Banned! Floating billboards flushed from New York City waters
Gov. Andrew Cuomo has signed into law a bill that bans floating billboards from New York City waterways.
Legislators and locals alike have been railing against the floating ads — projected from 60-foot-wide and 20-foot-high LED screens atop barges — since last year. Complaints ranged from the “eyesore” nature of the billboards to the potential danger their presence could cause to passing distracted drivers.
“We go to the waterfront to find peace of mind, not a neon sign,” State Sen. Andrew Gounardes, who represents a swath of southern Brooklyn, told the Brooklyn Eagle earlier this summer.
The bill, signed Tuesday morning, will fine barge operators $1,000 on first violation and $5,000 for all subsequent offenses.
“Floating billboards are an unsightly public nuisance and public safety hazard,” said Assembly Member Richard Gottfried in an email, who sponsored the bill in the State Assembly. “They can be distracting to boaters and mar the otherwise beautiful environment of our local waterways with unwanted advertisements.”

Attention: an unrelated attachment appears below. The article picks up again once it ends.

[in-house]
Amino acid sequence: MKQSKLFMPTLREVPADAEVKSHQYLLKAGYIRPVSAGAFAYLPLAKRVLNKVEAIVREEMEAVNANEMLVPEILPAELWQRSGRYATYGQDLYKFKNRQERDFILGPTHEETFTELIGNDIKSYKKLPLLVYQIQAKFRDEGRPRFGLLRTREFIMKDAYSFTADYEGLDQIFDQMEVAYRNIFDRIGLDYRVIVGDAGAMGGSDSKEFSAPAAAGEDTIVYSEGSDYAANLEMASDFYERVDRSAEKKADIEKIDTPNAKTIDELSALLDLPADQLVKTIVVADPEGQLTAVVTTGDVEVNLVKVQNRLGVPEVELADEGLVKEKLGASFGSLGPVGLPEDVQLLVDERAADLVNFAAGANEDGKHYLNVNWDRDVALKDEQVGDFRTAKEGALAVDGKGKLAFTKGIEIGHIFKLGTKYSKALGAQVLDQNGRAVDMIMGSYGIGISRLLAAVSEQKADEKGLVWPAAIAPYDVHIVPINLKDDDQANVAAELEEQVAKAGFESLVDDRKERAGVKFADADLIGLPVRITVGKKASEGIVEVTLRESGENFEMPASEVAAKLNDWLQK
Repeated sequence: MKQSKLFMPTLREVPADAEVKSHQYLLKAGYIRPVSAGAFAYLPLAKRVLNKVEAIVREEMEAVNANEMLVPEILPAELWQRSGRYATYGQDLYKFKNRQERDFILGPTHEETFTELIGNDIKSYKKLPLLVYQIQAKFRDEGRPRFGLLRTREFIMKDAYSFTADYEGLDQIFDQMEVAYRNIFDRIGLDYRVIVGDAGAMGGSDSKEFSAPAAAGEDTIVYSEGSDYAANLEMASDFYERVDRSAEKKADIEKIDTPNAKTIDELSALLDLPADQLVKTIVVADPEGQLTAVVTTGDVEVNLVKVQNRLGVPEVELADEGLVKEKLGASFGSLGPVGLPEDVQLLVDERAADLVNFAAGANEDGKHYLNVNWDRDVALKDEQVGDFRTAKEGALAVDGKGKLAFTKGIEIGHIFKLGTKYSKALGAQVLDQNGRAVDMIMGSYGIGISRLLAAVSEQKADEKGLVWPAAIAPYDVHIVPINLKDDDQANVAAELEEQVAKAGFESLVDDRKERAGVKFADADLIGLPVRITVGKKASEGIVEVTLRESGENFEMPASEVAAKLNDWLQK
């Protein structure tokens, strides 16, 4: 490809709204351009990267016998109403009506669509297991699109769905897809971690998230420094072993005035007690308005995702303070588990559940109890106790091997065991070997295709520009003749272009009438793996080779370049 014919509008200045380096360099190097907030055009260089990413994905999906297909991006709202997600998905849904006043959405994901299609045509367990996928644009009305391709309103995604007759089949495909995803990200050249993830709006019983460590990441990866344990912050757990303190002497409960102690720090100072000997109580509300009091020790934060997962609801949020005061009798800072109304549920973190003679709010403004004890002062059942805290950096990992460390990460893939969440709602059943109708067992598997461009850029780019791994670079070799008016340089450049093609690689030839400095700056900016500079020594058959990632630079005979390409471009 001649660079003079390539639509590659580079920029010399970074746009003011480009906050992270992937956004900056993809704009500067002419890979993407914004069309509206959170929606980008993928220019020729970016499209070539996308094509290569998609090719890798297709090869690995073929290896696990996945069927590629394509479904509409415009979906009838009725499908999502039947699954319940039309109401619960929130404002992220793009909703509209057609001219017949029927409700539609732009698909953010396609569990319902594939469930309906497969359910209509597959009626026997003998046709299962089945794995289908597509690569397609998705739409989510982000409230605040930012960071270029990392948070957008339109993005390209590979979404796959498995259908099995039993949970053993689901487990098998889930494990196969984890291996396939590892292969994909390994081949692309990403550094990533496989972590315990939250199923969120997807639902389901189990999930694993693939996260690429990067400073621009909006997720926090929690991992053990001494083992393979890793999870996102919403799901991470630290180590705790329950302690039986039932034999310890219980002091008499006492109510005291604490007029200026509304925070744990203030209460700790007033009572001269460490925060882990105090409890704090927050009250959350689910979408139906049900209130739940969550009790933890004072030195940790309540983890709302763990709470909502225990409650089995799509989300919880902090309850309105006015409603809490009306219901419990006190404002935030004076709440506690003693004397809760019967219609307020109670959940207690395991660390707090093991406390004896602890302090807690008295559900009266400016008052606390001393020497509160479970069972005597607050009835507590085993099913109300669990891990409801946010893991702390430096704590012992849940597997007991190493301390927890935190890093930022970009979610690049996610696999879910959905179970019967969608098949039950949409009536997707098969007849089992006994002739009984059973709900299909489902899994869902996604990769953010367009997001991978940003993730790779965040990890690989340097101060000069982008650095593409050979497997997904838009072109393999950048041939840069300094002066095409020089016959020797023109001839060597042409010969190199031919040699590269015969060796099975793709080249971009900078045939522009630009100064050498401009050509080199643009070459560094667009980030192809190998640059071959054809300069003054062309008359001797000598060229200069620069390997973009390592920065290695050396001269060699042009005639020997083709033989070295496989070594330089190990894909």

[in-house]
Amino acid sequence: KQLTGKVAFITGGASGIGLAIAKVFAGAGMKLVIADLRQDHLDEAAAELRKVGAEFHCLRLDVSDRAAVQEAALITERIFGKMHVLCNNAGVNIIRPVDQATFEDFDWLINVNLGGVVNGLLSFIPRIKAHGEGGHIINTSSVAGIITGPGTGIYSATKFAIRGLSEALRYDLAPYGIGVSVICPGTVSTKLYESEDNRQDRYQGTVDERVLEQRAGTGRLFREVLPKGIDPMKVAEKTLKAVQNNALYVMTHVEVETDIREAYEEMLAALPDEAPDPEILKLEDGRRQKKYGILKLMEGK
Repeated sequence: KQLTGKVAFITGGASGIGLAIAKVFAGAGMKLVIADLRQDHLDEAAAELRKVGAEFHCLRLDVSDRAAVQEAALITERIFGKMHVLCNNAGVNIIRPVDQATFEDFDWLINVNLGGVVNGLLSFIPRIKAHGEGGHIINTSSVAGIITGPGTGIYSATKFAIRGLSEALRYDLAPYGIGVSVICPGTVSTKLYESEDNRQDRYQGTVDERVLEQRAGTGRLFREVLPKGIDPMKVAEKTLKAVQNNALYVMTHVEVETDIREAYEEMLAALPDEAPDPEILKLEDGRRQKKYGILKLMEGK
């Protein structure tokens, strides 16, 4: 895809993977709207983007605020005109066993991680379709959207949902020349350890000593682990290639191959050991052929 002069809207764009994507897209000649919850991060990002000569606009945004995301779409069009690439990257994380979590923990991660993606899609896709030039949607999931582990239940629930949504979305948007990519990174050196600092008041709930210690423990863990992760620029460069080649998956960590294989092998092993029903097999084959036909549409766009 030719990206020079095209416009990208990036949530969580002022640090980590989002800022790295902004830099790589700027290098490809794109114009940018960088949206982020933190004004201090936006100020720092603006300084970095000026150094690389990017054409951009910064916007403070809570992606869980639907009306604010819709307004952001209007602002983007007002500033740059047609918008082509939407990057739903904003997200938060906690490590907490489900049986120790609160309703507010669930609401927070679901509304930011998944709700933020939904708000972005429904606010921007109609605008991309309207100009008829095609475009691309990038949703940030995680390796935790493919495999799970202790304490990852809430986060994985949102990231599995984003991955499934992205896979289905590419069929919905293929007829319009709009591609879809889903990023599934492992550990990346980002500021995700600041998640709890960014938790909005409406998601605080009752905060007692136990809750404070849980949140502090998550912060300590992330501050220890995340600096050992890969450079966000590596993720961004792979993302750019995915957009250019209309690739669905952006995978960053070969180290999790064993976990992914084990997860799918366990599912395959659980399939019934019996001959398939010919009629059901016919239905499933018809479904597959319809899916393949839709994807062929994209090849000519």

The digital billboards, which advertised everything from the Brooklyn Nets to Heineken to “The Grinch,” have been spotted marring the waterfront from Greenpoint to Bay Ridge and up and down the Hudson River.
“Billboards belong in Times Square, not in the middle of the Hudson and East Rivers,” said Manhattan State Sen. Brad Hoylman, who sponsored the bill. “New Yorkers deserve to have a respite on our waterfront from the barrage of modern life.”
A legal battle began in March between the city and Ballyhoo Media, the Miami-based advertising company responsible for the floating ads. The city argued the company was violating zoning laws, but attorneys for Ballyhoo contended that the waters were under state jurisdiction. The new state legislation cedes authority around advertising in local waterways to municipalities —making Ballyhoo’s argument moot.
Ballyhoo did not respond to a request for comment.
Members of the New York City Council are looking to ratchet up enforcement against would-be waterfront ad exhibitionists and are currently considering a bill that would quadruple the fine from $25,000 per violation, per day, to $100,000.
“When kids in Bay Ridge go to Shore Road park, they don’t need to be barraged by flashing lights advertising the latest video game,” said Councilmember Justin Brannan, who introduced the council bill with Councilmember Mark Levine. “I applaud Albany for taking action to make these monstrosities a thing of the past by making it clear they are not allowed and with steep fines to back that up.”
The state law goes into effect immediately.
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